Environmental Racism

While mass destruction of environment was named “ecocide” with consequent penalties in many countries nowadays, the “ecoracism” is less so obvious yet showing itself in developed countries environmental problems’ resolutions at the expense of developing ones in the form of toxic waste generation or export...

Environmental Racism

The problem of environmental fairness became one of the leading issues in social and political discussions of last three decades of XX century and is part and the parcel of ecological inequality of social and race groups and even whole nation’s discrimination. The incitement to this discussion became the investigations of an American sociologist Robert Ballard, who is considered the founder of the environmental unfairness theory, studying the fight of African-American communities against the arrangement of large-scale household landfills within the area of their residence in Texas, USA.

“Environmental justice is the fair treatment and meaningful involvement of all people regardless of race, color, national origin, or income, with respect to the development, implementation, and enforcement of environmental laws, regulations, and policies.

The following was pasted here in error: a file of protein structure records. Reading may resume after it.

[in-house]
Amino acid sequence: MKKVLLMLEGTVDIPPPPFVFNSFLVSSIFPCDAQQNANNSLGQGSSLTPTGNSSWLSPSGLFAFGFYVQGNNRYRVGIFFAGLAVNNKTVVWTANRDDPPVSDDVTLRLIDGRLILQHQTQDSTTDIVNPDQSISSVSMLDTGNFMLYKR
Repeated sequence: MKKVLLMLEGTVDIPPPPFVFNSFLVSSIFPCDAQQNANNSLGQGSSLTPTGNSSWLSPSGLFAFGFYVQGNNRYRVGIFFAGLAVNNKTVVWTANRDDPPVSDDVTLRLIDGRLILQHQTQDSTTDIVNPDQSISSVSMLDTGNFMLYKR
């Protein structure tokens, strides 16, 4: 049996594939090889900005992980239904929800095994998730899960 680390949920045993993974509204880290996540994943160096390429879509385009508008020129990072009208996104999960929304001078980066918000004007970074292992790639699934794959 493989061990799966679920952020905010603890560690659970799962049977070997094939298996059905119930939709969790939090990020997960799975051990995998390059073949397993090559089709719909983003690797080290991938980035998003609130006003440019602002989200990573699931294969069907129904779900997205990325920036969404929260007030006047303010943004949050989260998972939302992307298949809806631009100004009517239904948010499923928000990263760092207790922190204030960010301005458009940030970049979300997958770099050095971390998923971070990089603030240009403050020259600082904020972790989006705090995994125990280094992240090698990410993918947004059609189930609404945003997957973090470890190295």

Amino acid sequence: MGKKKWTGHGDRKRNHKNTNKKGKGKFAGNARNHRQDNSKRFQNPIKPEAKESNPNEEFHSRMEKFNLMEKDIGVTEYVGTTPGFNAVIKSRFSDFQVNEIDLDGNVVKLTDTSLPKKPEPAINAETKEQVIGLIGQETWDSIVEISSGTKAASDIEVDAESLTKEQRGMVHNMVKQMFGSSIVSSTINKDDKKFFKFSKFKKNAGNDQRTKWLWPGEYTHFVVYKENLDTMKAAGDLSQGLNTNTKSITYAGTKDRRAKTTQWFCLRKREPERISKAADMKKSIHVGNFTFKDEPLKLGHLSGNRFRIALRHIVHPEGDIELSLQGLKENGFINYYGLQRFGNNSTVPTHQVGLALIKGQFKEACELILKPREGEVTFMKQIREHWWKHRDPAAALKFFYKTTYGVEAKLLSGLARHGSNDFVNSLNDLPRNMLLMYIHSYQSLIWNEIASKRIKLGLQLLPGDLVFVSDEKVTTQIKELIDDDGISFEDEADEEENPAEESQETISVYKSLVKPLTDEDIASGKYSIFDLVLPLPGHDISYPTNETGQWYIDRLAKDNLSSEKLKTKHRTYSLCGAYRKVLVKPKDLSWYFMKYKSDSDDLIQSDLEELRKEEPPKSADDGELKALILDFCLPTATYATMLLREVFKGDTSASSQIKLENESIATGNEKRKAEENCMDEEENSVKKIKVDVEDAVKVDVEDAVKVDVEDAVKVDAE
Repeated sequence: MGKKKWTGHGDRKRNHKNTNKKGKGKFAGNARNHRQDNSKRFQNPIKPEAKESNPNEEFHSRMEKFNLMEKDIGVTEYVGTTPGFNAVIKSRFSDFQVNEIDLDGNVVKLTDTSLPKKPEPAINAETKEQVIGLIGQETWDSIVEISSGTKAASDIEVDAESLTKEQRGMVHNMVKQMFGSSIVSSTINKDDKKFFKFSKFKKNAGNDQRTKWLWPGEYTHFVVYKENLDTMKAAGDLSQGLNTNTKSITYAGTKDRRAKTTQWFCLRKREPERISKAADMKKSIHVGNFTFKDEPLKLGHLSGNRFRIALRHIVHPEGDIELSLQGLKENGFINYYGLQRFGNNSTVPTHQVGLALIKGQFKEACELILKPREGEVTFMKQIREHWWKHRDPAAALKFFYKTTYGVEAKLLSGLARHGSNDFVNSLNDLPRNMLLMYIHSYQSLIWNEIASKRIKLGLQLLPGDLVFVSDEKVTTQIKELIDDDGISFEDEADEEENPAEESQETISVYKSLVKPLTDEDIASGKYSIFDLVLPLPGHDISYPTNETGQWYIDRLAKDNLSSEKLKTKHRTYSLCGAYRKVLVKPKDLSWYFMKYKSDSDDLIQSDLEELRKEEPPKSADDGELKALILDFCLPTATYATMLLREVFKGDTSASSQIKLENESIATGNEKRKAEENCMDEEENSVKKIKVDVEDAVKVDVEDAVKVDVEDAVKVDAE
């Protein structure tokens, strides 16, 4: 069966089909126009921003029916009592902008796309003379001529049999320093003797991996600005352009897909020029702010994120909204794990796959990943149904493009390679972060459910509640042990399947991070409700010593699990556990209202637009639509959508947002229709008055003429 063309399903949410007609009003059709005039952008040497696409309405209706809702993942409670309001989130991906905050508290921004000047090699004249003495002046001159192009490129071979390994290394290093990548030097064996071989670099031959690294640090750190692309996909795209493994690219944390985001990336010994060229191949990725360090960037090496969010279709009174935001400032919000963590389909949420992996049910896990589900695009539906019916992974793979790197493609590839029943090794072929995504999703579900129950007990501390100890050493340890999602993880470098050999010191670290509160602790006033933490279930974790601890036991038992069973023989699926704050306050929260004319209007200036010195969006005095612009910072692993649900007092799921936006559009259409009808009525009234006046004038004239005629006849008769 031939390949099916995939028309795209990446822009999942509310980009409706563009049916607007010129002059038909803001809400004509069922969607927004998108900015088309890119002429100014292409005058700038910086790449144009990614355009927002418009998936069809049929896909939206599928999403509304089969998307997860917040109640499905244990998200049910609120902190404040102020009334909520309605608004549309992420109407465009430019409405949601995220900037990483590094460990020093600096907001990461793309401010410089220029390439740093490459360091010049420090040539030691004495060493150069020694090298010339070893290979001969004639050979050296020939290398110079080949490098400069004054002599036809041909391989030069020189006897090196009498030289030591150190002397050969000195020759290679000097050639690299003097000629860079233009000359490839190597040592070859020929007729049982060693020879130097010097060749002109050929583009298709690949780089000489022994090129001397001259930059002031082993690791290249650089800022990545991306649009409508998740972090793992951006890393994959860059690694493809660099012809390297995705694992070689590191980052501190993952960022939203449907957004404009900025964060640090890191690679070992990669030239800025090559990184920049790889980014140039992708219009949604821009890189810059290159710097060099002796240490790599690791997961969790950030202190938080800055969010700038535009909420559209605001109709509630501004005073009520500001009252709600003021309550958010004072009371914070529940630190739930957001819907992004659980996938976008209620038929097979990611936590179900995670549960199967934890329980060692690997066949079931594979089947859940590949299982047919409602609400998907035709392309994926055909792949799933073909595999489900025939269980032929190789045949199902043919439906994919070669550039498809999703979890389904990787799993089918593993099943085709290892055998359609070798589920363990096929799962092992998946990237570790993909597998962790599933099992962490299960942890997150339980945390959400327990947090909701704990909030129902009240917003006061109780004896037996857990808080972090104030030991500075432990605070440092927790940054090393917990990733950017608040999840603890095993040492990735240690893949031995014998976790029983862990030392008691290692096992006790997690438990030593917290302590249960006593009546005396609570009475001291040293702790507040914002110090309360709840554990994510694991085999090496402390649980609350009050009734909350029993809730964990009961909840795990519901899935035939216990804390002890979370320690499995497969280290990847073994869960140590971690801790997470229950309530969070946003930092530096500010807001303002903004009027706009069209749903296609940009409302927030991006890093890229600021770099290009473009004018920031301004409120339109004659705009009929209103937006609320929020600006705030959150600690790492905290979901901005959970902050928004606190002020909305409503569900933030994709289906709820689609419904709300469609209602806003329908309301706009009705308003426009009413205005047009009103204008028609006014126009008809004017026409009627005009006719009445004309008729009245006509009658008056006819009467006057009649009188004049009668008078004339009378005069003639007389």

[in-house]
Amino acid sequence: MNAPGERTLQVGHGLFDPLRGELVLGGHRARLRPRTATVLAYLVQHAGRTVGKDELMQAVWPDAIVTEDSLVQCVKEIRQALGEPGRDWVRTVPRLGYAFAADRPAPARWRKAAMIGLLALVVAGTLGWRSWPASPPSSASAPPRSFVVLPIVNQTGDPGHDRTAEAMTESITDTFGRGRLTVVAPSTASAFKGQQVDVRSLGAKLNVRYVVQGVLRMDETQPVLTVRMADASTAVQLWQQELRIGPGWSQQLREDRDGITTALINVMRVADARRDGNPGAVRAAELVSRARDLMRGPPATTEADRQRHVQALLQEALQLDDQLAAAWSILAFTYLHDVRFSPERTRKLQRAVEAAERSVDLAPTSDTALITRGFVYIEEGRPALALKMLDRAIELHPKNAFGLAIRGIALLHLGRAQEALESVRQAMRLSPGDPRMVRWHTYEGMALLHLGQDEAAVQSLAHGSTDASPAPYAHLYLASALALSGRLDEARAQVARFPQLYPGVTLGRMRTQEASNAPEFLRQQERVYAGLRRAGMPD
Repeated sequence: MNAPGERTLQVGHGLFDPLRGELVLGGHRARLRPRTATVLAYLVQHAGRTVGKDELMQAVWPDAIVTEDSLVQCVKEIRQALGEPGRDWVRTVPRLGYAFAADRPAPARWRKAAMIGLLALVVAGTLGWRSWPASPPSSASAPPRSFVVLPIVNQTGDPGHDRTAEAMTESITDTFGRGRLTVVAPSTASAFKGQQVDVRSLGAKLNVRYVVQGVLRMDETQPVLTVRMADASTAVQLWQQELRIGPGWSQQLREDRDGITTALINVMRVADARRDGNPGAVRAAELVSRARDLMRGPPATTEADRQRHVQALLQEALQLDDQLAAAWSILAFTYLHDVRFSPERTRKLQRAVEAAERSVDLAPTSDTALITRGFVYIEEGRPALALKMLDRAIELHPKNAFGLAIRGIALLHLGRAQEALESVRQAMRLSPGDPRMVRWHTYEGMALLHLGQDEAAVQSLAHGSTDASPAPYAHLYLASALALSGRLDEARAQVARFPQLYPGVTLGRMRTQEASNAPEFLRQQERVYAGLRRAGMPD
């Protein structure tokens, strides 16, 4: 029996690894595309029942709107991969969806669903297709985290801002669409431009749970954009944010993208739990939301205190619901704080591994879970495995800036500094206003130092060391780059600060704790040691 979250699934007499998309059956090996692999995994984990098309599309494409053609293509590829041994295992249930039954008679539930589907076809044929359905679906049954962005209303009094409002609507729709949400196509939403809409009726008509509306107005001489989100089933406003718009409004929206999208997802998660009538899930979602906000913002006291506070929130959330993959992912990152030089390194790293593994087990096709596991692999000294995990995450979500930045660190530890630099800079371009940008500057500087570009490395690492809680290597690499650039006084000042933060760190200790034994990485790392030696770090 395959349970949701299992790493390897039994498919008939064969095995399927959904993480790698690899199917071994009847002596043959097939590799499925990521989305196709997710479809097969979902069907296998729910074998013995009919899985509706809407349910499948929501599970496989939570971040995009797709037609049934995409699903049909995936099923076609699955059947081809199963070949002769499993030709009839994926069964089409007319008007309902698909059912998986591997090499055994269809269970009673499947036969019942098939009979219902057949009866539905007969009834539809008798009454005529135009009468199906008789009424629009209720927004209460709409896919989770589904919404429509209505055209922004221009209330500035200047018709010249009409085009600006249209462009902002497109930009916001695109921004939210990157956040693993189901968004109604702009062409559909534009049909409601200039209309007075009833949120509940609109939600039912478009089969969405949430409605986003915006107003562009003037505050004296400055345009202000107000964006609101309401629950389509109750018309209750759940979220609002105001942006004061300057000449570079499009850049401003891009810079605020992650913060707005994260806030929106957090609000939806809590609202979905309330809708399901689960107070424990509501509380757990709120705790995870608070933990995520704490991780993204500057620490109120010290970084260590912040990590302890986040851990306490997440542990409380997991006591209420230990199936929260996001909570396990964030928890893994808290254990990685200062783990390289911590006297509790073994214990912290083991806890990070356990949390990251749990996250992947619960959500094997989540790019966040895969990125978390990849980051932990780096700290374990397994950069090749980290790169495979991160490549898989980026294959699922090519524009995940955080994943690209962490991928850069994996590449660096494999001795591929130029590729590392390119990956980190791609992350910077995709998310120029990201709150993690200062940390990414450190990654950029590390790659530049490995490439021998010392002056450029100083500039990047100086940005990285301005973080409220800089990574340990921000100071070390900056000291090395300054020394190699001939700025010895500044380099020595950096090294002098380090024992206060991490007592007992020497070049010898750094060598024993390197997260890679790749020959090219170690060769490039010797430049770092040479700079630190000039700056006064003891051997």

EPA has this goal for all communities and persons across this nation. It will be achieved when everyone enjoys:


the same degree of protection from environmental and health hazards, and


equal access to the decision-making process to have a healthy environment in which to live, learn, and work.”


Environmental Protection Agency, USA


Somehow or other environmental racism has its long lasting history: Hittite and Assyrian texts describe ceremonial of “earth salting” when salt and weed seeds were spread over the thrilled cities. The modern type of “ecoracism” implies shift of environmentally hazardous manufacturing into the “less fortunate” locations or their movement from developed countries into the “Third World”.


Originally the term was formulated as “environmental justice”, replaced with “ecoracism” or “environmental racism” from 1990s. This was also the time when quite a number of investigations were developed describing the low socio-economic level and socially unprotected population being the most prone to deep impact from environmental pollution with cheap, but in general unfit for human habitation dwelling within the environmentally adverse areas, where the large corporations preferred to develop legal and even illegal landfills.